Binalshibh May Be Tried Before Military Tribunal
W A S H I N G T O N, Sept. 17 — Ramzi Binalshibh, one of the biggest prizes in the U.S.-led war on terror, could be the first alleged terrorist tried before a military tribunal, after interrogators try to learn all they can from the alleged al Qaeda lieutenant.
Officials said the decision on how to try Binalshibh, one of the most important captures since the Sept. 11 attacks, ultimately rests with President Bush.
Senior government officials, who spoke on condition of anonymity, said the first priority is determining how much information the United States can learn from Binalshibh about planned attacks and the operations of Osama bin Laden's network.
"The primary and first goal is to get valuable intelligence from him and prevent further attacks," a senior intelligence official said.
Any information extracted from Binalshibh could be used against other terror defendants, and could also be used against Binalshibh himself if he is tried before a military tribunal, lawyers said.
That information would probably be excluded from a traditional criminal trial, lawyers said. Similarly, a television news tape in which a man identified as Binalshibh freely boasts of involvement in the Sept. 11 attacks would probably be admissible at a tribunal.
"This is not a guy a lot of people are going to sit back and worry they got an innocent man," said Robert Turner, associate director of the Center for National Security Law at the University of Virginia.
Legal experts said Binalshibh fits the administration's criteria for use of military tribunals: He is not a U.S. citizen, he was captured abroad, and he is allegedly a member of al Qaeda.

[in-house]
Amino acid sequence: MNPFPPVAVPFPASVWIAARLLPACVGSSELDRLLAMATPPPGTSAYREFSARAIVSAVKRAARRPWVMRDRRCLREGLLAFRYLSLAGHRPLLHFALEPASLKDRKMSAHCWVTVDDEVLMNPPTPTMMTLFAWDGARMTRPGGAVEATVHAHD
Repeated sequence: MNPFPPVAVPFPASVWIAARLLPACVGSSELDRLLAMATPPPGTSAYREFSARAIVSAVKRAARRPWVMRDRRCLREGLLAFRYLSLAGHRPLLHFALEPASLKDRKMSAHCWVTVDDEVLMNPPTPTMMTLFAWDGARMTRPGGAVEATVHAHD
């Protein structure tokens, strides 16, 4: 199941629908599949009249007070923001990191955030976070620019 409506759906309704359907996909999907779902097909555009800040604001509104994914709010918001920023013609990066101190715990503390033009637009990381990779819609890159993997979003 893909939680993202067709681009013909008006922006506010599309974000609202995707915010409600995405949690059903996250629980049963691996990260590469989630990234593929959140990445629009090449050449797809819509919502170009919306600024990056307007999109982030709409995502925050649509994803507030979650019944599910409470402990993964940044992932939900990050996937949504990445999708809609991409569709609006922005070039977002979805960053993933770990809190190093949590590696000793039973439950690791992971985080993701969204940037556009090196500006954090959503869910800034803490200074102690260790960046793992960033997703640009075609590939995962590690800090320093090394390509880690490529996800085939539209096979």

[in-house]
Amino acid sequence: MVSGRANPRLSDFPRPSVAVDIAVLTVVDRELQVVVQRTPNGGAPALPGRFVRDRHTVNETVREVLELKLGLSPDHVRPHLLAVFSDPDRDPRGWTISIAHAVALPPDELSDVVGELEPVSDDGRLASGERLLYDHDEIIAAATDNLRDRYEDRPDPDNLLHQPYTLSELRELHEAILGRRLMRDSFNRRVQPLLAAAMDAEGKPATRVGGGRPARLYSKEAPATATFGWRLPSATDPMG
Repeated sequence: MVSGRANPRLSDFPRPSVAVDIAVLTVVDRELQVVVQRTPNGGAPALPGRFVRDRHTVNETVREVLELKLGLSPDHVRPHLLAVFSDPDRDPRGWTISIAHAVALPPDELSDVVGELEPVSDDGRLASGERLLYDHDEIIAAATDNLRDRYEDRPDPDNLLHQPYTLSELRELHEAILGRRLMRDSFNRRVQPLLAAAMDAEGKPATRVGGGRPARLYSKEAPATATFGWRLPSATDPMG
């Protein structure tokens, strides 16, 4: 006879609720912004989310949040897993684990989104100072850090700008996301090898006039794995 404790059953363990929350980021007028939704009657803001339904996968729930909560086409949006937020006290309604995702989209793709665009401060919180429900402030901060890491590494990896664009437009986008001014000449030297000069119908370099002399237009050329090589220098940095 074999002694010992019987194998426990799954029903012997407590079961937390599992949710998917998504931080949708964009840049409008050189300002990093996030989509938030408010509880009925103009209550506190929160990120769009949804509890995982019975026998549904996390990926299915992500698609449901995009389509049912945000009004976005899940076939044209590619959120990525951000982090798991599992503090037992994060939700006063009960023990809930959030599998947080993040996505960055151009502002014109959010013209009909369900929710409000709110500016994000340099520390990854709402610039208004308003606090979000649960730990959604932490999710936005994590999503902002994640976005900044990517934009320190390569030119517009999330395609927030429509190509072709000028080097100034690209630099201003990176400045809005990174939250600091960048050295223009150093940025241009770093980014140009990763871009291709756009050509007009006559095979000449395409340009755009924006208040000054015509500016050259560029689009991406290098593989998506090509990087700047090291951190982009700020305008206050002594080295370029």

"He certainly fits the bill," said Neal Sonnett, a Miami criminal defense lawyer who was an early critic of administration plans to strip traditional legal protections from defendants tried before tribunals.
"If they are going to utilize military commissions to try any of these folks, based on what we've heard about him he seems to be a likely candidate."
So far, there is no indication that any alleged terrorist has been tried by a military tribunal, whose proceedings can be kept much more secret than ordinary courts. Some lawyers said the administration may be waiting for a big enough fish.
Though not a member of Osama bin Laden's top leadership, Binalshibh is believed to have been a long-serving and determined al Qaeda operative. He allegedly had a role in the USS Cole bombing and last year's terror attacks, and was a member of the al Qaeda cell in Hamburg, Germany, which U.S. and German investigators believe planned and carried out the jetliner attacks.
Binalshibh may have intended to be the 20th suicide hijacker, but he failed repeatedly to enter the United States. He was captured in Pakistan last week and is now in U.S. custody.
His history heightens the public relations value of making Binalshibh the first alleged terrorist tried before a tribunal, said Scott L. Silliman, director of Duke University's Center on Law, Ethics and National Security.
"The administration needs to come out with a military commission to justify the political capital it invested with Congress and the public," said Silliman, who also was critical of plans for tribunals when they were announced last fall.